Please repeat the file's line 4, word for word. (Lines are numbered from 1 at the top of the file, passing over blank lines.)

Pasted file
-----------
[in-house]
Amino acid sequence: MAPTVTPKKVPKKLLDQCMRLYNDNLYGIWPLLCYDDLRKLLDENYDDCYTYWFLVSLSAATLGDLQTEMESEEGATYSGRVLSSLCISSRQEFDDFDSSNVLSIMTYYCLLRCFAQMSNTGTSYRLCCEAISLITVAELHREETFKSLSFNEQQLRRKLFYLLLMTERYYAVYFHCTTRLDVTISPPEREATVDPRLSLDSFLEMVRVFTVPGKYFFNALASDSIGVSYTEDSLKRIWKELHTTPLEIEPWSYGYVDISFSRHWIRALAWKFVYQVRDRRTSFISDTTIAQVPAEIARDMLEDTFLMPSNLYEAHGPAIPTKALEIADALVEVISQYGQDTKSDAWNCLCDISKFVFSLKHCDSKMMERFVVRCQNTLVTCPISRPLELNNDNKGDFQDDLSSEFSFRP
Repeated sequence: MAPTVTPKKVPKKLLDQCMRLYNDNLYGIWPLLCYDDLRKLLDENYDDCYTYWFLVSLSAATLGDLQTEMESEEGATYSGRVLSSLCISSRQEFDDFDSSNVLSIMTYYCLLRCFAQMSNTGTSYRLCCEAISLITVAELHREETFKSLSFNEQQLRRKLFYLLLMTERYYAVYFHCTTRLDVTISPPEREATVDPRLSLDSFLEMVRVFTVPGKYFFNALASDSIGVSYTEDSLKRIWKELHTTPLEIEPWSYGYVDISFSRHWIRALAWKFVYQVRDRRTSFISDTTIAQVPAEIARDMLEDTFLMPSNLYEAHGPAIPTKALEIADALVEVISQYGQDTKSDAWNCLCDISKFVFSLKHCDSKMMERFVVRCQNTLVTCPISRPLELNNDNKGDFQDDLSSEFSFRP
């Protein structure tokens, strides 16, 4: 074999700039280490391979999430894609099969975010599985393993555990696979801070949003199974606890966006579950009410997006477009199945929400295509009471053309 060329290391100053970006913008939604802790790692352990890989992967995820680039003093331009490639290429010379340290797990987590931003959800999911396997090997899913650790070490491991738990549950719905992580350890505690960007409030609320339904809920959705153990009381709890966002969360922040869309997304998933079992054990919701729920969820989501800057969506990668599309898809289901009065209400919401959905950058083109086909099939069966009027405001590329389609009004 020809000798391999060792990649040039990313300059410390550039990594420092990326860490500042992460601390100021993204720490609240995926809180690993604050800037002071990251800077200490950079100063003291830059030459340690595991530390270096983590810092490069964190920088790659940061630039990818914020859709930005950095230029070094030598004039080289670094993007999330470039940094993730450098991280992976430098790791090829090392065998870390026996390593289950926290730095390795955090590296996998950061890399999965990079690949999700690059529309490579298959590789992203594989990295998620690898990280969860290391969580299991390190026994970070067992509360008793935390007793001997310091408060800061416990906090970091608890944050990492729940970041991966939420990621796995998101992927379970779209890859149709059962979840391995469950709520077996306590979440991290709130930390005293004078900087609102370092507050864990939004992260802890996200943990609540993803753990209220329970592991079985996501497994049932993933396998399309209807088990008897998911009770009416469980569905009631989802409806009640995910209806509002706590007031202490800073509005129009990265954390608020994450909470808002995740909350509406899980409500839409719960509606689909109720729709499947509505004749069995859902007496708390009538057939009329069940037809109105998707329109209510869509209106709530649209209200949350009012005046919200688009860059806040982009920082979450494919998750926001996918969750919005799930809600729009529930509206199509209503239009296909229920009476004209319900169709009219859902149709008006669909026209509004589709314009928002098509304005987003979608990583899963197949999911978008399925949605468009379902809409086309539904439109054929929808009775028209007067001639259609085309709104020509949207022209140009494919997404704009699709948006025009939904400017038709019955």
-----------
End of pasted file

């Protein structure tokens, strides 16, 4: 074999700039280490391979999430894609099969975010599985393993555990696979801070949003199974606890966006579950009410997006477009199945929400295509009471053309 060329290391100053970006913008939604802790790692352990890989992967995820680039003093331009490639290429010379340290797990987590931003959800999911396997090997899913650790070490491991738990549950719905992580350890505690960007409030609320339904809920959705153990009381709890966002969360922040869309997304998933079992054990919701729920969820989501800057969506990668599309898809289901009065209400919401959905950058083109086909099939069966009027405001590329389609009004 020809000798391999060792990649040039990313300059410390550039990594420092990326860490500042992460601390100021993204720490609240995926809180690993604050800037002071990251800077200490950079100063003291830059030459340690595991530390270096983590810092490069964190920088790659940061630039990818914020859709930005950095230029070094030598004039080289670094993007999330470039940094993730450098991280992976430098790791090829090392065998870390026996390593289950926290730095390795955090590296996998950061890399999965990079690949999700690059529309490579298959590789992203594989990295998620690898990280969860290391969580299991390190026994970070067992509360008793935390007793001997310091408060800061416990906090970091608890944050990492729940970041991966939420990621796995998101992927379970779209890859149709059962979840391995469950709520077996306590979440991290709130930390005293004078900087609102370092507050864990939004992260802890996200943990609540993803753990209220329970592991079985996501497994049932993933396998399309209807088990008897998911009770009416469980569905009631989802409806009640995910209806509002706590007031202490800073509005129009990265954390608020994450909470808002995740909350509406899980409500839409719960509606689909109720729709499947509505004749069995859902007496708390009538057939009329069940037809109105998707329109209510869509209106709530649209209200949350009012005046919200688009860059806040982009920082979450494919998750926001996918969750919005799930809600729009529930509206199509209503239009296909229920009476004209319900169709009219859902149709008006669909026209509004589709314009928002098509304005987003979608990583899963197949999911978008399925949605468009379902809409086309539904439109054929929808009775028209007067001639259609085309709104020509949207022209140009494919997404704009699709948006025009939904400017038709019955």